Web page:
- China has just forked out over $200 million to build a fishery complex just north of mainland Australia — in an area where there is no commercial fishing
- Beijing has signed a $204 million memorandum of understanding with the government of Papua New Guinea to build the complex in Daru
- This is one of the few Torres Strait Islands not governed by Australia
- However, concerns are being raised by former PNG government adviser Jeffrey Wall and North Queensland MP Warren Entsch that the fishery is just a front for a naval operation
- According to Jeffrey, the Daru spot is as strategically close to Australia as China can get — a particular worrying fact given the souring relationship between Beijing and Canberra this year
- He said Australia will need to act quickly if it wants to find a way to stop China from building the major complex just across the sea
China has just forked out over $200 million to build a fishery complex just north of mainland Australia — in an area where there is no commercial fishing.
Beijing struck a $204 million memorandum of understanding with the government of Papua New Guinea to build the complex at Daru, which is one of the few Torres Strait Islands governed by PNG instead of Australia.
This means Australia has no say in the major facility going up right across the sea.
However, former PNG government adviser Jeffrey Wall has raised questions about why China has chosen Daru for the major project.
“I’m assured by people with a reasonable knowledge of PNG’s fisheries that there are no commercial fishing grounds close to Daru. So why plan to spend $200 million on a fish-processing plant in an area not known to have commercial fishery resources?” Jeffrey asked on the Australian Strategic Policy Institute (ASPI) website.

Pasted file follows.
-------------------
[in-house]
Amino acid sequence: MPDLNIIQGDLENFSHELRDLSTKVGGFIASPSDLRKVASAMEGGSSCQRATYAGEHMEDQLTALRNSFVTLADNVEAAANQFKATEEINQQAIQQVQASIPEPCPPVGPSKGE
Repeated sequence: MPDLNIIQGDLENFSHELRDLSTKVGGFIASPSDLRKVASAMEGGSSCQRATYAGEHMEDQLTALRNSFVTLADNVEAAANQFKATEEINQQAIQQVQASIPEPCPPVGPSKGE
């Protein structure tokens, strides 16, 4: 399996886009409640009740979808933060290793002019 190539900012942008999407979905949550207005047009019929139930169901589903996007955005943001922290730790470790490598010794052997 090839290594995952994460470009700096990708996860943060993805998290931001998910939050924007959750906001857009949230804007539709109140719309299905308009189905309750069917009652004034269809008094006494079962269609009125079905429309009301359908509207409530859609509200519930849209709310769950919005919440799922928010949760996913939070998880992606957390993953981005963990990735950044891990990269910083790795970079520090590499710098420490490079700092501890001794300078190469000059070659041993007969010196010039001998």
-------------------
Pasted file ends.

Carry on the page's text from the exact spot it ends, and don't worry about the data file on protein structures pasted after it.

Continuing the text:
He wrote for the defence policy think tank that Daru is strategically as close to Australia as you can get. As such, given the recent rising tension between Beijing and Canberra, there is some cause for concern.
Jeffrey raised doubt around whether the major Chinese facility will be built for fishing or if that’s simply a front put up by the Chinese government to hide a naval base right off the northern tip of Australia.
This is a view shared by Federal Member for Leichhardt in North Queensland Warren Entsch, whose electorate extends to the Torres Strait Islands.
The MP told the ABC that he believes there could be ulterior motives for the Chinese move.
“Given that we are establishing with Papua New Guinea and America a naval presence on Manu Island, it worries me that there might be other motives for what the Chinese are doing there,” he said.
Nevertheless, Jeffrey said on the ASPI website that if Australia wants to intervene in any way, it will need to act quickly.
“Whatever Australia opts to do, its response will have to be substantial, people-focused and readily achievable,” he wrote.
“One has to hope that the important strategic location of China’s planned investment generates sufficient attention in Canberra to prompt delivery of an appropriate counterproposal, and quickly.”